Drug courts reduce jail time

By Mike DeWine

Almost eight Ohioans die every day from accidental drug overdoses. And today’s street heroin is, by many estimates, between seven and 12 times more potent than what was available in the ’70s.

The opioid epidemic currently engulfing us is straining our criminal justice system. We simply can’t arrest and incarcerate our way out of the crisis, a fact that makes drug courts a valuable weapon in this battle.

Drug courts provide a chance for eligible individuals to connect to treatment and other services instead of going through the standard criminal case process. Participants meet with the drug court judge regularly to make sure they’re clean, on the job or in school, caring for their kids, and otherwise honoring their obligations. They’re regularly tested for drugs, frequently rewarded for doing well, and typically sanctioned when they don’t comply with the program’s requirements. If they succeed with the drug court program, their cases can be expunged or, in some cases, dismissed.

Ohio’s 91 drug courts are among more than 3,000 operating in the United States and its territories and the results are positive. According to the National Association of Drug Court Professionals, three out of four drug court graduates stay drug-free at least two years after graduating from the program. And for every dollar invested in drug courts, taxpayers save as much as $3.36 in avoided criminal justice costs, alone.

Just as remarkable are the stories of how drug courts helped redirect and mend lives.

Judge Fred Moses, who oversees the Hocking County drug court, recognized the need to treat addiction like a disease. Those in his court who are in recovery use Vivitrol, a medication that blocks stimulation to the brain from opiates like heroin.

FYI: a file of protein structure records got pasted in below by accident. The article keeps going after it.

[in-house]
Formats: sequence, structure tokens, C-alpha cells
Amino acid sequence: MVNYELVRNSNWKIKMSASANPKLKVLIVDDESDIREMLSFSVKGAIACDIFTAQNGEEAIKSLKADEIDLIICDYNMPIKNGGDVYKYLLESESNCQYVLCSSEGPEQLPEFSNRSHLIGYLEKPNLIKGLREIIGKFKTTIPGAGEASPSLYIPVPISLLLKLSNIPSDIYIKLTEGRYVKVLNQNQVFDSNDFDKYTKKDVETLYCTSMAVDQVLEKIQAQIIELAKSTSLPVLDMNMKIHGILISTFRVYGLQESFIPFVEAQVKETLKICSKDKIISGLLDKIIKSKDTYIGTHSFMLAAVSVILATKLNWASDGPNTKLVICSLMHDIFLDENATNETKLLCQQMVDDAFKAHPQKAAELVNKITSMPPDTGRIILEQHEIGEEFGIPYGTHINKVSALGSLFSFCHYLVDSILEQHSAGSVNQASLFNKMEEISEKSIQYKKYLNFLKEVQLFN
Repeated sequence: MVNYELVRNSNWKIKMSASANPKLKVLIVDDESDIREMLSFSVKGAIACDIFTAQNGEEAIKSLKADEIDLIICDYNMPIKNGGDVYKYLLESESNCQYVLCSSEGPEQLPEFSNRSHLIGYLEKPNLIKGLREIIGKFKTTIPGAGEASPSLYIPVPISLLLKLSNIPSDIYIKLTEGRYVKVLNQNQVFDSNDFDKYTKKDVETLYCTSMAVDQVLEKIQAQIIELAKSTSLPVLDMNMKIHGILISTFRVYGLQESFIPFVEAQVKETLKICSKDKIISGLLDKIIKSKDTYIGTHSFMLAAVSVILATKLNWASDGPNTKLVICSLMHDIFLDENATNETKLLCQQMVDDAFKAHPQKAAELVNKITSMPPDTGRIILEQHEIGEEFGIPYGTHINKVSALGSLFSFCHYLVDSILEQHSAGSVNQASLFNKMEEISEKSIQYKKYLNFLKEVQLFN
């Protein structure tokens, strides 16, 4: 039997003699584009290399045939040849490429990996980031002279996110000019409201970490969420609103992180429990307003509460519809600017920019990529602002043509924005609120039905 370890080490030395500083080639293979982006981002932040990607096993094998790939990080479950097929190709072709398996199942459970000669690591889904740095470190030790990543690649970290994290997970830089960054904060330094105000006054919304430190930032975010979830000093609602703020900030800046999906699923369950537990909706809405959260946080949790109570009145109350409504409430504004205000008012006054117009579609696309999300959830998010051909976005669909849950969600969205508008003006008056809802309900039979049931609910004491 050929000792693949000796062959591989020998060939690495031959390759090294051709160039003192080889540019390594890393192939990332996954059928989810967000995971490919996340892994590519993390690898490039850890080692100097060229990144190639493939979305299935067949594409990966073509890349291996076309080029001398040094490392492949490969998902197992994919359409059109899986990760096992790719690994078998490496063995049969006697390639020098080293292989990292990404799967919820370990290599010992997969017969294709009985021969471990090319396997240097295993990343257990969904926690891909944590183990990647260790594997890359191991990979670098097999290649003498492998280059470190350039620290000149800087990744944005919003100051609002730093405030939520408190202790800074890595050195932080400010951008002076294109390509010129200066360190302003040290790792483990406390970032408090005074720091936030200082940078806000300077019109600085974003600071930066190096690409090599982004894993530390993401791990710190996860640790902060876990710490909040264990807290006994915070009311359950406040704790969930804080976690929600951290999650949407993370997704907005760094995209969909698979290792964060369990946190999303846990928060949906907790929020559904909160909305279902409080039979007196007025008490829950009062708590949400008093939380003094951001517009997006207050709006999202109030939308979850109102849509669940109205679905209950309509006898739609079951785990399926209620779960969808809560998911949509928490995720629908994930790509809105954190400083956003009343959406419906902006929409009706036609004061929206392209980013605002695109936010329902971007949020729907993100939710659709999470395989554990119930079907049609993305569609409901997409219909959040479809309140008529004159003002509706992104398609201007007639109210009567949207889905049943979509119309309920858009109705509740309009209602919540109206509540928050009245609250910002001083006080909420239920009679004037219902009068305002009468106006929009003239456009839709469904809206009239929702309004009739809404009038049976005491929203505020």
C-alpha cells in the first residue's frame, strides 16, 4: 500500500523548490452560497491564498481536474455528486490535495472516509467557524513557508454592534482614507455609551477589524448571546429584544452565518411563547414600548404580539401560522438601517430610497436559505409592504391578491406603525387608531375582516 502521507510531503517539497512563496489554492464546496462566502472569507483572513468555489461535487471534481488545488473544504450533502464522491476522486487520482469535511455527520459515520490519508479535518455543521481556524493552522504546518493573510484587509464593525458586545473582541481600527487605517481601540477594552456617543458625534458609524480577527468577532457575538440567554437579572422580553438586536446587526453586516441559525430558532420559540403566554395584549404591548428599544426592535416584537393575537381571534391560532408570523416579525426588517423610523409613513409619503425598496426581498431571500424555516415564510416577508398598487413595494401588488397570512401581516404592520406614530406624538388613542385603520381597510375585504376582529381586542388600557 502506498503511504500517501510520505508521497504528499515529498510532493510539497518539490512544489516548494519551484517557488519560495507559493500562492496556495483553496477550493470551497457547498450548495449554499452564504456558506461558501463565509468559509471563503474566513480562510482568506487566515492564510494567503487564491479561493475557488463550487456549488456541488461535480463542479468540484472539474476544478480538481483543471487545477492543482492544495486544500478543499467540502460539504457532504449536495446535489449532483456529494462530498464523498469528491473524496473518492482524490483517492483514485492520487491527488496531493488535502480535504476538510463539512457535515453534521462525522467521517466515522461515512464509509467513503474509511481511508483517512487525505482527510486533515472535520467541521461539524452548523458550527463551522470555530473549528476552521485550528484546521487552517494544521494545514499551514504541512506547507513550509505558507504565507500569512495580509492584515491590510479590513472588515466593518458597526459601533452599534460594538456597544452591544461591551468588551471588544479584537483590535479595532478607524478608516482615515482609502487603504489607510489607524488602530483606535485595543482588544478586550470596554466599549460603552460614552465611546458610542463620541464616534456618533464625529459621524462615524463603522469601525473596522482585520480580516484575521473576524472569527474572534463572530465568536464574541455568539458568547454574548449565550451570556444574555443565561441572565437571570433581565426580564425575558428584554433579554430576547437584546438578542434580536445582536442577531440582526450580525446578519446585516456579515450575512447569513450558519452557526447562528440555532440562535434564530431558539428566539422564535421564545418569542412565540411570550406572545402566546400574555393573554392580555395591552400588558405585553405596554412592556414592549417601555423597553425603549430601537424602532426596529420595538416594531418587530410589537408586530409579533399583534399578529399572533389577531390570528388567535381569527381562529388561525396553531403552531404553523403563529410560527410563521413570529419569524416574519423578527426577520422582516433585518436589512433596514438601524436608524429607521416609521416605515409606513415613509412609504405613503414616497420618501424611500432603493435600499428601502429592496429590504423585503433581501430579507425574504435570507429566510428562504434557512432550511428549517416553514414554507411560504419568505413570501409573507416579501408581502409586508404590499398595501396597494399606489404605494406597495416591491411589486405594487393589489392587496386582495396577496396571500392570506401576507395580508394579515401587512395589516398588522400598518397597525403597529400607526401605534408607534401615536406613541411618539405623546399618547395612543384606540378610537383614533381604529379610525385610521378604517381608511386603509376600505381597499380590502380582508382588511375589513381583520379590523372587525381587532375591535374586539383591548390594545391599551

I visited Judge Moses’s drug court in May. I watched him interact with the participants and learned more about his Vivitrol program. If we’re serious about turning the tide on this opiate epidemic that’s killing so many people in Ohio, we have to be willing to do things differently. And what Judge Moses and others are doing appears to be working.

For example, Jennifer Davis, a 26-year-old mother, embraced his “compassion and accountability.” Davis struggled with addiction, overdosed, landed in jail several times, and lost custody of her three daughters. After successfully completing Judge Moses’s drug court program, Davis is clean, gainfully employed, and again has custody of her daughters.

Heroin also hooked Lisa Missig, a 21-year-old mother, while she was still in high school.

“All I could see was the high, and the next high, and the next high, and more until I was high enough to go to sleep and wake up and do it all over again,” she said. Missig hit rock bottom, and her one-and-a-half year old son, Jonathan, was taken away from her. But after graduating from Judge David Matia’s Cuyahoga County Drug Court Program, she’ll get her family back and will be able to be a mom again. Judge Matia called Missig an “inspiration.”

If we’re serious about turning the tide on the opiate epidemic that’s devastating our state, we must be willing to approach the problem in new ways.

Scott VanDerKarr, former Franklin County Municipal Court judge, retired last January to help set up new drug courts around Ohio. He was one of the first judges in the state to preside over a drug court. As his time on the bench came to a close, Judge VanDerKarr estimated that his work was affecting about 200 kids at any one time.

He’ll remember one of those kids for quite a while.

While sitting at his desk on his last day, a woman approached Judge VanDerKarr with a teddy bear she said her son wanted to give him.

“I can’t take your son’s teddy bear,” the judge told her, but she persisted.

“No,” she said, “my son wants you to have his teddy bear because he says you gave him back his mother.”

Drug courts aren’t an easy fix. They require time, resources, unwavering focus from the participants and relentless follow-up from judges and their staffs. However, drug courts are an effective tool to fight the drug epidemic. Just as important, they’re helping restore lives, reunite families, and reintegrate participants back into their communities.

Mike DeWine is Ohio’s attorney general and a guest columnist.


By Mike DeWine

Mike DeWine is Ohio’s attorney general and a guest columnist.

Mike DeWine is Ohio’s attorney general and a guest columnist.